Despite this, microsites sometimes include information available to the general public. Many microsites contain a mixture of both types of content. For instance, a team sending a microsite to bid on a project might include the outline of specific services for the client on one page of the microsite (private information) and the company history on another (public information).
This second type of content, which is non-confidential and suitable for public access, could just as easily be posted on a company website. In fact, posting it to a website, keeping that resource updated, and then updating the microsite templates might make a lot more sense for some companies.
Using a company website in conjunction with microsites can also be a good move for organizations wishing to employ a stopgap approach or that already have a lot of good information on their websites.
The advantages of site-based communication
There are advantages to posting any information — including general company information — online rather than including it in email attachments and other static documents that apply to both microsites and standard pages.
Users don’t need to download anything in order to access your information. They just need a web browser.
Authors are able to control the look and feel of the content. Most content management systems make it easy to preview how content will look on desktop or mobile devices.
Almost all users should be able to access the content. Not every cell phone user has a document reader installed on their phone. By contrast, virtually all of them have a browser installed on their phone.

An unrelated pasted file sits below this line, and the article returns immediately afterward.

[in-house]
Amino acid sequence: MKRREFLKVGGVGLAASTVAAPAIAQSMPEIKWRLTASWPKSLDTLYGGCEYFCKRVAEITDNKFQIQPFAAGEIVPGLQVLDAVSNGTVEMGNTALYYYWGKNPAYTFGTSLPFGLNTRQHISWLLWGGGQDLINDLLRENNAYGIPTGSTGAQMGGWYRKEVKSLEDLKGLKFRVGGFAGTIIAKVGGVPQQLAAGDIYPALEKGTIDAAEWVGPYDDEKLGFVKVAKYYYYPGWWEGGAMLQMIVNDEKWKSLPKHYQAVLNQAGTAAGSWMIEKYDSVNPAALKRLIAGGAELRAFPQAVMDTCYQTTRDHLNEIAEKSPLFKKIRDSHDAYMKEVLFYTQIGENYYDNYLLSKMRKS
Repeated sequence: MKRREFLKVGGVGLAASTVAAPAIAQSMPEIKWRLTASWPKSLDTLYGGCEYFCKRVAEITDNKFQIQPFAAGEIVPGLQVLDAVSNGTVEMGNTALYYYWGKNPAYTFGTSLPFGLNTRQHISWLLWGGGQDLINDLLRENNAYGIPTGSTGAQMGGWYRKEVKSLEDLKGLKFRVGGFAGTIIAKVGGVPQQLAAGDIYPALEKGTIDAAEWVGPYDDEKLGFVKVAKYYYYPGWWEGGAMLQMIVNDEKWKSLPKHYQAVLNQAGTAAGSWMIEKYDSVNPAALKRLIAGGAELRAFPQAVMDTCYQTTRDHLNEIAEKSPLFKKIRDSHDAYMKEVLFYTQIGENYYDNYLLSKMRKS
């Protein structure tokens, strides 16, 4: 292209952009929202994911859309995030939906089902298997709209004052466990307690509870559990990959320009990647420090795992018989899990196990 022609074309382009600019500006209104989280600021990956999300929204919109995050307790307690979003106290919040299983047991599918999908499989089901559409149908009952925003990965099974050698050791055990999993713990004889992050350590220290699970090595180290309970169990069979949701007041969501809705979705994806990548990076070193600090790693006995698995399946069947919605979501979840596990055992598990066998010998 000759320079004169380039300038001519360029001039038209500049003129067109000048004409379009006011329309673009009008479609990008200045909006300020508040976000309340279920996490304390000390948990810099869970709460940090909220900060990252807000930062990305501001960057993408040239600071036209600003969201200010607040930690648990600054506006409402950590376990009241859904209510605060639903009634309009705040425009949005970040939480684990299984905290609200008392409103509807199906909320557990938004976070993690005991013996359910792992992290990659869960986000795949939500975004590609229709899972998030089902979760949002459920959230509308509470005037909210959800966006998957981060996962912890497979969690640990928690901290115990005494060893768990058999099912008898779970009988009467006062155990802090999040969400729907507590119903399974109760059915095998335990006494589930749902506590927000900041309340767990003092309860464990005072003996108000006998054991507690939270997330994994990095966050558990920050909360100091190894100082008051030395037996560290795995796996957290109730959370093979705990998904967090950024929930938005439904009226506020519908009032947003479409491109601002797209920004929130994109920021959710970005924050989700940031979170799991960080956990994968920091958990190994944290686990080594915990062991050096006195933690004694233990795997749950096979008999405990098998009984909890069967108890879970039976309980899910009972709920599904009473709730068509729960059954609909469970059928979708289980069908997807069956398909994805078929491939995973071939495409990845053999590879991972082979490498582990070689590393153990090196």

Updating the information is as easy as editing a live document. Changes can be pushed out in real time. By contrast, once users have sent a document by email, there is generally no way to recall or update it.
Advantages of microsites over static documents
Organizations might choose to continue to use static documents — like Microsoft Word files — to communicate certain information alongside microsites.
Just like company websites, this doesn’t need to be an “all or nothing” approach. For instance, content experience platforms such as Zoomforth make it easy for authors to include documents in microsites.
The difference is that Zoomforth makes it easy to present PDFs in the most attractive manner. Additionally adding PDFs as embedded content in live websites means that users don’t have to download files in order to access your document-locked content.
Why use a microsite platform?
Let’s recap what we’ve covered for a moment.
Many organizations benefit from making the transition from static document-centric workflows over to microsites.
Additionally, both evergreen content on company websites and static documents can be used in conjunction with microsites so users needn’t feel hemmed in by an ‘all or nothing’ approach.
Hybrid models serve many users well, particularly during transition periods. For instance, static documents can be integrated into microsites as download objects.
While these are important factors to consider, content experience platforms retain some distinct advantages over older communications technologies. These advantages apply equally to large businesses and smaller ones.
Let’s review these now:
From a communications standpoint, static files offer little in the way of interactivity. Take a Word document, for instance. They’re designed to be read. There’s nothing for users to do other than scroll through the document to find the part that (may) interest them the most.
On your average website, by way of contrast, there’s a lot that users can do. Users can use the navigation menu to jump to another page. They can access newsfeeds and infographics or start playing a video. Interactive elements like these are great ways to increase visitor engagement.
When users have options presented to them, they tend to become more engaged in the information they’re consuming. Interaction is the difference between a one dimensional wall of text and something truly worthy of being called a content experience.
If you’re sending out Word documents, then you’re almost certainly in the dark about how recipients are engaging with the information you send over. Compare this to analytics tracking on a website and the differences seem stark.